CPS parents have until Monday to decide between in-person or remote learning

In-person learning amid COVID-19

CHICAGO (WBBM NEWSRADIO) -- The deadline is soon for Chicago Public School parents to choose between in-person or remote learning for their children when CPS starts having students in classrooms again.

If public health experts say it's safe enough, CPS plans to start having pre-kindergarten and special education cluster students returning for in-person learning as soon as Jan. 11. They would be in school buildings five days a week. Kindergarten through 8th graders would be phased in starting Feb. 1.

CPS Chief Education Officer LaTonya McDade said parents have until Monday to decide whether their children will continue with remote-learning or return to in-person instruction as part of a hybrid learning program.

McDade said that, if parents are unsure, they should opt for in-person learning.

"They can opt out any time from in-person, but you can’t do the reverse," she said. "If you opt out of in-person now, your next opportunity to opt-in to in-person won’t be until quarter four which is in April."

McDade said the school system has done "quite a bit to make our schools safer." One area CPS is having a problem is in filling 400 new building custodian jobs. Since the job openings were announced a few weeks ago, CPS has only hired 100 custodians.

"Everyone looking to, probably, bolster their custodian force in their organizations. So, yes, it is challenging to onboard that number of people," she said.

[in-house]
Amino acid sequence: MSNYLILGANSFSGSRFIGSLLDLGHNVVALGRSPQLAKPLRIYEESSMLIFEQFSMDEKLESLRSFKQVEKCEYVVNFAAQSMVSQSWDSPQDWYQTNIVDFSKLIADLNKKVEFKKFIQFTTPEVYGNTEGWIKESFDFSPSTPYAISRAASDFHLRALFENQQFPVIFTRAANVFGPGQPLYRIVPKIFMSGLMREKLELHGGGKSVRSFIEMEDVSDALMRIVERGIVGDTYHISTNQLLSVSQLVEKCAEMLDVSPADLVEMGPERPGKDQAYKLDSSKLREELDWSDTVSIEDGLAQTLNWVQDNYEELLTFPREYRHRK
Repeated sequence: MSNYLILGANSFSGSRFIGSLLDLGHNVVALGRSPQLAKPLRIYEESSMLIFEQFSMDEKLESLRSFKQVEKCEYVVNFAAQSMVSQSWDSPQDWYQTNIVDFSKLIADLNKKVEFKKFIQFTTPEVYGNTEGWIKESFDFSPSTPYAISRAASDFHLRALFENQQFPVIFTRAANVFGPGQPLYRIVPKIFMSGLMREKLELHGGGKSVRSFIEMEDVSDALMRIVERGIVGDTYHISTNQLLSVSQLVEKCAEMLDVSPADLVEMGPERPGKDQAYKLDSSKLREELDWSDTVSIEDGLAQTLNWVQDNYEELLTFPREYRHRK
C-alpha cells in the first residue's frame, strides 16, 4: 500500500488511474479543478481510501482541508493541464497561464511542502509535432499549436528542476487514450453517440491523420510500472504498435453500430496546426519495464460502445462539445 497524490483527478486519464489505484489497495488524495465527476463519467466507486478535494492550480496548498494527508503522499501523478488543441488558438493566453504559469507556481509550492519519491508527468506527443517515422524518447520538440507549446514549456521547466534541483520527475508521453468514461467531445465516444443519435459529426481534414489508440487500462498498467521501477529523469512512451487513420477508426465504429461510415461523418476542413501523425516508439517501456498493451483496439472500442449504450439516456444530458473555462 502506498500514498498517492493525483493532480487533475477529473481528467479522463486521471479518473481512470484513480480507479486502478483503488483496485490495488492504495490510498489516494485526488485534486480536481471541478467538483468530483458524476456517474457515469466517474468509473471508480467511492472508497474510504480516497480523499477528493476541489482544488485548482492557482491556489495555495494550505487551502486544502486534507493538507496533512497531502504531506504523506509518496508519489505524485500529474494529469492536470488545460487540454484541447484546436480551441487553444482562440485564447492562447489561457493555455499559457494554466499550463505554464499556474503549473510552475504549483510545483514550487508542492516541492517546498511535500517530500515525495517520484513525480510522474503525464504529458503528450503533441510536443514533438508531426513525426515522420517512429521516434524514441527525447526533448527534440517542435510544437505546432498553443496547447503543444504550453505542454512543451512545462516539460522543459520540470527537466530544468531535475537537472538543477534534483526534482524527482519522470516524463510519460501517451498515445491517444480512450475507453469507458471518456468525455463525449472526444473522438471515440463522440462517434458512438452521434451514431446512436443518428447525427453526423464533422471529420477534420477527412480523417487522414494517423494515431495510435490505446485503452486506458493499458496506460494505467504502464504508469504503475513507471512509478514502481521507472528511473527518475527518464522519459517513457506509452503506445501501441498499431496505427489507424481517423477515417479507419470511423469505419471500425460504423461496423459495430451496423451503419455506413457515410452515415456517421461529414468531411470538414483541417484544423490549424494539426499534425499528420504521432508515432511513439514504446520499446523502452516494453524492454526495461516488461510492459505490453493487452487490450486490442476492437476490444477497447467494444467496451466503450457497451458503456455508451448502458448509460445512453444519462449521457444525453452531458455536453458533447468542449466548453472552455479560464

The Chicago Teachers Union said now is not the right time to return for in-person learning.

"This is not a perfect plan, and in fact, I would say it is a less than stellar plan, because it doesn't include the chorus of voices that would be necessary to do this successfully," CTU Vice President Stacy Davis Gates said.

Gates said CPS is not listening enough to parents on what it would take to get them to send their children back into school buildings.

The teachers union leader said the CTU and school administrators have been meeting to work out plans for returning to in-person learning, however, she said, "It doesn’t work when we don’t work together. You know, that’s just the bottom line. And their insistence on doing this alone is delaying a plan that gives all of us confidence that we can do this better."

Gates said testing has to be a "huge part" of any return to in-person learning plan and remote learning has to be made "more sustainable."

Meanwhile, CPS Chief Education Officer LaTonya McDade said there are no plans yet to have high schoolers return for in-person learning.

"High schools have been a challenge across the nation. No school district has really cracked that nut in how you can bring high school students back in the same way that you can bring back elementary," she said.

She said keeping students physically distant in high schools is a major concern.

When elementary school students return for in-person instruction, everyone will be required to wear face-coverings, there will be HEPA air filters in classrooms, and screen guards have been placed in high-traffic areas.